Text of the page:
Working Paper No. 750

Privatization of Credence Goods: Theory and an Application to Residential Youth Care

Published: June 4, 2008, revised September 23, 2008Pages: 48Keywords: Privatization; Public Sector Contracting; Credence Goods; Incomplete Contracts; Contracting Out; Residential Youth Care; Juvenile DelinquencyJEL-codes: H11; H40; L32; L33

Privatization of Credence Goods: Theory and an Application to Residential Youth Care Erik Lindqvist


A wide range of services provided by the public sector are credence goods, i.e., services for which the producer has private information whether a certain treatment is needed or not. This paper studies how ownership affects the incentives for producers to reveal such information to public procurers. I develop a model where procurers buy a more extensive treatment in case quality is high. Private firms have strong incentives to reduce cost and must be given rents in order not to shirk on non-contractible quality. The existence of rents makes private firms try to induce demand for unnecessary treatments. Public sector managers have no incentive to cut cost, implying that optimal contracts don't entail rents unless quality is very important. Public sector managers instead use their informational advantage to avoid unpleasant tasks. Empirical evidence from residential care for teenagers with behavioral problems supports the model's predictions. Private ownership prolongs the duration of treatment by more than a year, doubling total cost. Unlike private facilities, public facilities are much more likely to initiate treatment breakdowns for teenagers that are particularly burdensome to treat.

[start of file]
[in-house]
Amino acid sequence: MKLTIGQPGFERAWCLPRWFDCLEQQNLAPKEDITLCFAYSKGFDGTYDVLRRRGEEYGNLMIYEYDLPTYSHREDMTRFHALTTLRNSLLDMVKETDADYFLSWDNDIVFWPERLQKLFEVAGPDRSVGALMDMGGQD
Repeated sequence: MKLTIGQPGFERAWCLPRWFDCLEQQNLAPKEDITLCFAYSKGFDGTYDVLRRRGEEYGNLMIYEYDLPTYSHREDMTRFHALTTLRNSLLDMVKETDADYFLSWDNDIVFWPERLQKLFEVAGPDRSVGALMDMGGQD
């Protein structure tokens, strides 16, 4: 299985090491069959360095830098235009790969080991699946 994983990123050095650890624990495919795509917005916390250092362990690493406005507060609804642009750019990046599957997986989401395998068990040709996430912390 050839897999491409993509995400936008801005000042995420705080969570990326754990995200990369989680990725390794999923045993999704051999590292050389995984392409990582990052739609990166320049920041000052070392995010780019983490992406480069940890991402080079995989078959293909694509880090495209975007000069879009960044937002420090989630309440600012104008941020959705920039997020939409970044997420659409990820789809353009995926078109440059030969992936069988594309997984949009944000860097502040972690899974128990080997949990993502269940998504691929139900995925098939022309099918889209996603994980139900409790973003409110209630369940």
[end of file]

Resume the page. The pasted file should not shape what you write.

Supplementary Appendix

Erik Lindqvist

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erik.lindqvist@sofi.s...

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Social Capital and Health

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Martin Ljunge, IFN, is the author of a chapter, "Trust promotes health: addressing reverse causality by studying children of immigrants", in a new book edited by Sherman Folland and Eric Nauenberg. The cutting edge of research is presented, covering the ever-expanding social capital field.

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